You searched for: Publishing Institution Institute for National Strategic Studies Remove constraint Publishing Institution: Institute for National Strategic Studies Political Geography Latin America Remove constraint Political Geography: Latin America Topic Security Remove constraint Topic: Security
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  • Author: Patrice Franko
  • Publication Date: 01-2014
  • Content Type: Working Paper
  • Institution: Institute for National Strategic Studies
  • Abstract: Brazil is a puzzling new player in the global system. Emerging as a complex international actor, it has come to be seen as a significant economic competitor and dynamic force in world politics. But transformational changes in the economic and political realms have not been accompanied by advances in military power. While Brazil has entered the world stage as an agile soft power exercising influence in setting global agendas and earning a seat at the economic table of policymakers, its military capacity lags. The national security strategy announced under President Luiz Inácio Lula da Silva in 2008 intended to redress this power gap. President Dilma Rousseff 's 2011 White Paper—so detailed that it is called a "White Book"—provides the conceptual roadmap to achieve a new military balance. But military modernization is still a work in progress.
  • Topic: Security, Defense Policy, Development, Economics, Emerging Markets
  • Political Geography: Brazil, Latin America
  • Author: Victor E. Renuart, Jr., Biff Baker
  • Publication Date: 02-2010
  • Content Type: Working Paper
  • Institution: Institute for National Strategic Studies
  • Abstract: The United States and Mexico share a common history shaped by military incursions during the 19th and early 20th centuries. The bond between the American and Mexican people, however, has continued to grow closer over time despite occasional negative rhetoric from politicians in Washington, DC, and Mexico City. At local and state levels, relations solidified through the closely knit fabric of our border towns, intermarriage between families on each side of the border, and the development of infrastructure (to include water, wastewater, and gas and electricity utilities) that serves communities to the north and south. At the national level, our relationship became closer due to economic growth resulting from the North American Free Trade Agreement (NAFTA), which now accounts for almost $1 billion (U.S. dollars) in trade per day between the two countries.
  • Topic: Security, International Trade and Finance, Treaties and Agreements
  • Political Geography: United States, America, Washington, Latin America, North America, Mexico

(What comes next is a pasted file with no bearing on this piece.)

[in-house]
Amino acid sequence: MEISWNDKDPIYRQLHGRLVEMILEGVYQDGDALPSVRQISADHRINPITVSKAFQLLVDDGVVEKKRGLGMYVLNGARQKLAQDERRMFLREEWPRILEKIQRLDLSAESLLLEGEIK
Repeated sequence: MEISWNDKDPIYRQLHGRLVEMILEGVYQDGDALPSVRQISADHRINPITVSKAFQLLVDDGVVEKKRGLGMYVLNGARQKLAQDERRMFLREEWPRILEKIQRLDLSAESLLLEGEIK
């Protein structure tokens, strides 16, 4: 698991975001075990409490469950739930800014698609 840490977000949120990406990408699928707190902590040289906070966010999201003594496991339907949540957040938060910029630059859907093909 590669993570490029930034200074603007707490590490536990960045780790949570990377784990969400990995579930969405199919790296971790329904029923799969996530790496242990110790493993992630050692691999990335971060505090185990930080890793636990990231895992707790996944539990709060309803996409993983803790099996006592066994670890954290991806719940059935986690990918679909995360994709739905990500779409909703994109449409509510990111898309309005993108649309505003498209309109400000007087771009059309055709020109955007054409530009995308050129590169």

• Author: John A. Cope
  • Publication Date: 10-2002
  • Content Type: Working Paper
  • Institution: Institute for National Strategic Studies
  • Abstract: Colombia's new president, Alvaro Uribe, is confronting a protracted internal war and moving to assert national political authority. Hopes are being pinned on Uribe, the new “law and order” president who took office on August 7, 2002, with an overwhelming mandate to end violence, narcotics, and official corruption.
  • Topic: Security, Foreign Policy
  • Political Geography: United States, Colombia, Latin America
  • Author: Donna Lee Van Cott
  • Publication Date: 10-1996
  • Content Type: Working Paper
  • Institution: Institute for National Strategic Studies
  • Abstract: The cycle of Indian rebellion and government repression that characterized the first centuries of contact between European and Amerindian peoples cannot yet be consigned to the history books. The eruption of an armed movement in southern Mexico, comprised primarily of destitute Maya Indians, as well as smaller demonstrations of resistance in Brazil, Ecuador, and elsewhere speaks eloquently to this fact. While the majority of conflicts between the estimated 40 million indigenous peoples in Latin America and the societies in which they live are now played out in the political arena, security issues continue to generate violent interethnic conflict. Since the Conquest, the interests of indigenous communities usually have conflicted with national governments' security policies. These include a dimension explicitly intended to control the autonomous tendencies of indigenous communities, suppress Indian political organizing, and erase the independent identity of Indian nations.
  • Topic: Security, Defense Policy, International Law
  • Political Geography: Brazil, South America, Latin America, Central America